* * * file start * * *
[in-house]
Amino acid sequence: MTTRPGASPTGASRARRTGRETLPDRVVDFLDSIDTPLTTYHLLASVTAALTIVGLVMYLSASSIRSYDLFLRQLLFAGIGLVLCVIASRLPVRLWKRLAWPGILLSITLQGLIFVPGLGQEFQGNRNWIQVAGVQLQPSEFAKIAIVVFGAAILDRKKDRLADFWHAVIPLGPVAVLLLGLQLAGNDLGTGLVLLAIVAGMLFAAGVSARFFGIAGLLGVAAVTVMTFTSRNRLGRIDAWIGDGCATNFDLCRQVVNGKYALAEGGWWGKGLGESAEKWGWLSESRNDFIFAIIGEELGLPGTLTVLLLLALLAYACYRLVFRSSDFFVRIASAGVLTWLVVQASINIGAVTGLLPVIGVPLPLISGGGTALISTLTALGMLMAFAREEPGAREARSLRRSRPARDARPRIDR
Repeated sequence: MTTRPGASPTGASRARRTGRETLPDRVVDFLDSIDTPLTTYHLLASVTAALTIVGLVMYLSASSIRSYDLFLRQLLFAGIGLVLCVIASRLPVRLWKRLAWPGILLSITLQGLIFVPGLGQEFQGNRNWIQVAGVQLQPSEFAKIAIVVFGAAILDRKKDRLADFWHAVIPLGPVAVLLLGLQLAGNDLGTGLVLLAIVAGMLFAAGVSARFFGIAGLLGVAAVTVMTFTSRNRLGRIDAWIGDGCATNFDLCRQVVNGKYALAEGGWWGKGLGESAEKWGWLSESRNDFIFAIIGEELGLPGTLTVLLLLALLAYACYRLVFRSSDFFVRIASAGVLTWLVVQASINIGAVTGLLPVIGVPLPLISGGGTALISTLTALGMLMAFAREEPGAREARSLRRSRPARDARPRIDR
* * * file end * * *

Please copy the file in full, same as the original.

[in-house]
Amino acid sequence: MTTRPGASPTGASRARRTGRETLPDRVVDFLDSIDTPLTTYHLLASVTAALTIVGLVMYLSASSIRSYDLFLRQLLFAGIGLVLCVIASRLPVRLWKRLAWPGILLSITLQGLIFVPGLGQEFQGNRNWIQVAGVQLQPSEFAKIAIVVFGAAILDRKKDRLADFWHAVIPLGPVAVLLLGLQLAGNDLGTGLVLLAIVAGMLFAAGVSARFFGIAGLLGVAAVTVMTFTSRNRLGRIDAWIGDGCATNFDLCRQVVNGKYALAEGGWWGKGLGESAEKWGWLSESRNDFIFAIIGEELGLPGTLTVLLLLALLAYACYRLVFRSSDFFVRIASAGVLTWLVVQASINIGAVTGLLPVIGVPLPLISGGGTALISTLTALGMLMAFAREEPGAREARSLRRSRPARDARPRIDR
Repeated sequence: MTTRPGASPTGASRARRTGRETLPDRVVDFLDSIDTPLTTYHLLASVTAALTIVGLVMYLSASSIRSYDLFLRQLLFAGIGLVLCVIASRLPVRLWKRLAWPGILLSITLQGLIFVPGLGQEFQGNRNWIQVAGVQLQPSEFAKIAIVVFGAAILDRKKDRLADFWHAVIPLGPVAVLLLGLQLAGNDLGTGLVLLAIVAGMLFAAGVSARFFGIAGLLGVAAVTVMTFTSRNRLGRIDAWIGDGCATNFDLCRQVVNGKYALAEGGWWGKGLGESAEKWGWLSESRNDFIFAIIGEELGLPGTLTVLLLLALLAYACYRLVFRSSDFFVRIASAGVLTWLVVQASINIGAVTGLLPVIGVPLPLISGGGTALISTLTALGMLMAFAREEPGAREARSLRRSRPARDARPRIDR